Sweet Pea Became Popular Annual for the Garden in Late Nineteenth Century

The sweet pea has long been a garden favorite.

We owe its popularity to the seed trade from the late nineteenth century.

James Vick (1818-1882), seed merchant from Rochester, New York, was reponsible for putting the sweet pea into the hands of many gardeners.

Peggy Cornett Newcomb wrote in her book Popular Annuals of Eastern North America 1865-1914, “James Vick took a special interest in sweet peas and kept abreast of all the new introductions from England.”

The seed merchants introduced newer varieties of many flowers. They made the sweet pea a popular choice for gardeners.

Cornett Newcomb said that Vick “was probably one of the first to introduce Blue Hybrid and Scarlet Invincible into the American trade.”

Sweet Pea Chromo

Vick included a beatiful choromolithograph of the sweet pea in his magazine Vick’s Illustrated Monthly of 1882.

University of Rochester Special Collections librarian Karl Kabelac wrote an article called “Ninetheenth-Century Rochester Fruit and Flower Plates” in the University of Rochester Library Bulletin.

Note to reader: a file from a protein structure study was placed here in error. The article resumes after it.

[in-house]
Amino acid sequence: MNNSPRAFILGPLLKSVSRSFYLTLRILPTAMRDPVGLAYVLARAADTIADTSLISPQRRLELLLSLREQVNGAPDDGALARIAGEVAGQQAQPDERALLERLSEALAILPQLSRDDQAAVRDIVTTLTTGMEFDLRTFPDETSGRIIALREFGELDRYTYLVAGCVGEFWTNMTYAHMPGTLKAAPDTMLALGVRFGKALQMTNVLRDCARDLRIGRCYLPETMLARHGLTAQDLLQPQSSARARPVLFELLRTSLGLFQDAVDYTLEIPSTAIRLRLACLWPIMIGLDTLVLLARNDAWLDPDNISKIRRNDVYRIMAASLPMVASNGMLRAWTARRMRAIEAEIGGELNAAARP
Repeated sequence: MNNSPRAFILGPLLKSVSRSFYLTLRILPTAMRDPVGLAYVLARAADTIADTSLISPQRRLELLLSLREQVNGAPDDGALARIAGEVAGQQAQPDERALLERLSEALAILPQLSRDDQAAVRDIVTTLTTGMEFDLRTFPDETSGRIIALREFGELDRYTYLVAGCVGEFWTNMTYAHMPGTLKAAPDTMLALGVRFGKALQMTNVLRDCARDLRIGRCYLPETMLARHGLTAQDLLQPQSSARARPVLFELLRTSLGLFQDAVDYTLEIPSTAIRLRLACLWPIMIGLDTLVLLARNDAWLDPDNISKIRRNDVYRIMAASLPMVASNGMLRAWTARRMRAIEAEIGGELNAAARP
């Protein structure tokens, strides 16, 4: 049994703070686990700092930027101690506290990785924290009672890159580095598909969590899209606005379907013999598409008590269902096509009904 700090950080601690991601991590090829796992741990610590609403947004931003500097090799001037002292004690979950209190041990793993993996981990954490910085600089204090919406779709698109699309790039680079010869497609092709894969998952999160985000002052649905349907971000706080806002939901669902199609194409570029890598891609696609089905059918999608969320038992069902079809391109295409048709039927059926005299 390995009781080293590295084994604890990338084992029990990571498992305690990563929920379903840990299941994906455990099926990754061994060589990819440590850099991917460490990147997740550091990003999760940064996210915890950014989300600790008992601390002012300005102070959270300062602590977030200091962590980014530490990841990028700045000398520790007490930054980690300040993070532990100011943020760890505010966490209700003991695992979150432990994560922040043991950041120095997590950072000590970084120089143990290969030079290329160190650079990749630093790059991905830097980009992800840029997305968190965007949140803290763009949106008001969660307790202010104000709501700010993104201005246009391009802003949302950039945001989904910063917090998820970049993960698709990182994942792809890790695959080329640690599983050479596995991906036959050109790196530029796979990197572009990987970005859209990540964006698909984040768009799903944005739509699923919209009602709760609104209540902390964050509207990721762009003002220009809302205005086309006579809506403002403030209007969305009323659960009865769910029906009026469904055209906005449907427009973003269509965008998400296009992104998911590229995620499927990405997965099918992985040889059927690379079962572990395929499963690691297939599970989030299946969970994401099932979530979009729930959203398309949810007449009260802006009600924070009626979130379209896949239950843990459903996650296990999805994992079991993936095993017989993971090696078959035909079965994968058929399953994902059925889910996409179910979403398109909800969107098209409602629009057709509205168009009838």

Kabelac writes about William Karle and Anton Rahn who owned a Rochester litographic company called Karle and Co. in the late 1880s.

In 1880 Karle and Co. provided a lithograph of the sweet pea for Vick’s seed catalog called Vick’s Floral Guide. [below]

The image remains to this day a splendid manifestation of the value and importance of the sweet pea.

Cornett Newcomb writes about sweet pea varieties of the time. She says, “Prominent annuals of the 1880s recognized by horticultural societies include the Eckford and Laxton Sweet Pea.”

In his book The Flower and Vegetable Garden (1875) Vick wrote, “The Flowering Peas are among the most useful and beautiful of all the hardy annuals.”

Victorians Loved the Sweet Pea

Horticulturist and garden historian Barbara Medera writes a wonderful garden history blog called Harvesting History, founded in 2016.

Barbara once gave a talk about Victorian gardening at the Boston and Flower Garden Show.

In the talk she said, “If there is a flower of the Victorian period, it would have to the sweet pea.”

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